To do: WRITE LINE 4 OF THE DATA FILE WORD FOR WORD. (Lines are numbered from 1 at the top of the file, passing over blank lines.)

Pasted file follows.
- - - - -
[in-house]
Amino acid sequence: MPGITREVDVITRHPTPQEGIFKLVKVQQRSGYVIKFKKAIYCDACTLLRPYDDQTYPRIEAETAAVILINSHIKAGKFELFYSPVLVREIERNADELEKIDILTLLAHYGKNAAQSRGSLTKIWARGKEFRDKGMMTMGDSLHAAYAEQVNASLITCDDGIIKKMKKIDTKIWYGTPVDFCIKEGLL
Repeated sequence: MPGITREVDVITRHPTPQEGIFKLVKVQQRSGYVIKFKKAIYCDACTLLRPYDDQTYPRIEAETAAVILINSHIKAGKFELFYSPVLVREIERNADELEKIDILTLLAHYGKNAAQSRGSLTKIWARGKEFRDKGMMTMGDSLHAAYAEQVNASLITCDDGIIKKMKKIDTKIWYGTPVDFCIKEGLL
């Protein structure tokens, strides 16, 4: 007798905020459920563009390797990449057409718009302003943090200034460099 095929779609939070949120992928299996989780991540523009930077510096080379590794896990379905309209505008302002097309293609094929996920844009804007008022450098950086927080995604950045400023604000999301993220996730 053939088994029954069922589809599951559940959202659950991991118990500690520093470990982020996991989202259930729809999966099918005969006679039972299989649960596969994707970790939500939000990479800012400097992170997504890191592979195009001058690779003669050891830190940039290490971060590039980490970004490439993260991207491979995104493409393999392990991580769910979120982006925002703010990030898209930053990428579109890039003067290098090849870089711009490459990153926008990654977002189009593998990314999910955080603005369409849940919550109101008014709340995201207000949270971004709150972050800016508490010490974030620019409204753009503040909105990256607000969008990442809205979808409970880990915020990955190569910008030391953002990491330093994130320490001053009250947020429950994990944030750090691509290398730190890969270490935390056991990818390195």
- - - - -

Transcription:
């Protein structure tokens, strides 16, 4: 007798905020459920563009390797990449057409718009302003943090200034460099 095929779609939070949120992928299996989780991540523009930077510096080379590794896990379905309209505008302002097309293609094929996920844009804007008022450098950086927080995604950045400023604000999301993220996730 053939088994029954069922589809599951559940959202659950991991118990500690520093470990982020996991989202259930729809999966099918005969006679039972299989649960596969994707970790939500939000990479800012400097992170997504890191592979195009001058690779003669050891830190940039290490971060590039980490970004490439993260991207491979995104493409393999392990991580769910979120982006925002703010990030898209930053990428579109890039003067290098090849870089711009490459990153926008990654977002189009593998990314999910955080603005369409849940919550109101008014709340995201207000949270971004709150972050800016508490010490974030620019409204753009503040909105990256607000969008990442809205979808409970880990915020990955190569910008030391953002990491330093994130320490001053009250947020429950994990944030750090691509290398730190890969270490935390056991990818390195």